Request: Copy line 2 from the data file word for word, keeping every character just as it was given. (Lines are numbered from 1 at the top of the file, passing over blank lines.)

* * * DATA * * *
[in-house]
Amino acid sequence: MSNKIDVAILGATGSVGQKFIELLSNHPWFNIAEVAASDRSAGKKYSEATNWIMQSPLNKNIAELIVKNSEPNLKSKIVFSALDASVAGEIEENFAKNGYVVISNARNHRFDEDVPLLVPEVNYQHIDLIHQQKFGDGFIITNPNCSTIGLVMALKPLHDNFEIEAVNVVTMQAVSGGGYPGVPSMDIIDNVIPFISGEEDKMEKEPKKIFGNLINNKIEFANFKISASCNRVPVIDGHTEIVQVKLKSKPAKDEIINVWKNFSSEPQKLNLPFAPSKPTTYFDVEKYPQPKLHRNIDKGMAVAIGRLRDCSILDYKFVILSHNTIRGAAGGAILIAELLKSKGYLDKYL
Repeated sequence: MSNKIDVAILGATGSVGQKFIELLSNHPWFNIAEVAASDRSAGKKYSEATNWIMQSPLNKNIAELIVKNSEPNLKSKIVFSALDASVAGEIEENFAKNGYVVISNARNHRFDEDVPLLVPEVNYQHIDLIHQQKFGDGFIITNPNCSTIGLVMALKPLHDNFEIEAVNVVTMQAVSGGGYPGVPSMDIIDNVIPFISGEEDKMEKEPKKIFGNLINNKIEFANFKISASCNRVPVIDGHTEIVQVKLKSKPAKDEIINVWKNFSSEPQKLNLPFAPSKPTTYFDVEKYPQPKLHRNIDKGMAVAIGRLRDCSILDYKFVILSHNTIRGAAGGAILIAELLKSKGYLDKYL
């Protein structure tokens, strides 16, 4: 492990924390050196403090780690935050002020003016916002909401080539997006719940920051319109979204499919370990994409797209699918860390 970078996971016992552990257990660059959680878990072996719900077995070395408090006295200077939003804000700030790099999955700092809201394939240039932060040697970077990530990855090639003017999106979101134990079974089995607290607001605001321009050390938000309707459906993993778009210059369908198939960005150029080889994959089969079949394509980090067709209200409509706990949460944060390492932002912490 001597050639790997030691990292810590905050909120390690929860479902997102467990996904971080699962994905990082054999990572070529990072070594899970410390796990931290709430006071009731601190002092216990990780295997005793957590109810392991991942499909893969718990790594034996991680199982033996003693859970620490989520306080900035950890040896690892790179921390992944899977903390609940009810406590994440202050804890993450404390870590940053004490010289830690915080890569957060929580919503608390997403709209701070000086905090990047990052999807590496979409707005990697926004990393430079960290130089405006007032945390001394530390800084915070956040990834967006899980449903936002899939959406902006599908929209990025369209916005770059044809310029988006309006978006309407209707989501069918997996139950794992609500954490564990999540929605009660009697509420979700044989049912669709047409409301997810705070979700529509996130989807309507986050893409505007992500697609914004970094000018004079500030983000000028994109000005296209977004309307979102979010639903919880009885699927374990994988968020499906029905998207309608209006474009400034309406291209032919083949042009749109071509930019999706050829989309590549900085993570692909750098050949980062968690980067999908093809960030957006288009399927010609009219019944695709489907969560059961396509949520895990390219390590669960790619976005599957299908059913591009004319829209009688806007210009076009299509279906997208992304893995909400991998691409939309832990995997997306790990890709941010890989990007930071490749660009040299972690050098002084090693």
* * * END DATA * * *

Amino acid sequence: MSNKIDVAILGATGSVGQKFIELLSNHPWFNIAEVAASDRSAGKKYSEATNWIMQSPLNKNIAELIVKNSEPNLKSKIVFSALDASVAGEIEENFAKNGYVVISNARNHRFDEDVPLLVPEVNYQHIDLIHQQKFGDGFIITNPNCSTIGLVMALKPLHDNFEIEAVNVVTMQAVSGGGYPGVPSMDIIDNVIPFISGEEDKMEKEPKKIFGNLINNKIEFANFKISASCNRVPVIDGHTEIVQVKLKSKPAKDEIINVWKNFSSEPQKLNLPFAPSKPTTYFDVEKYPQPKLHRNIDKGMAVAIGRLRDCSILDYKFVILSHNTIRGAAGGAILIAELLKSKGYLDKYL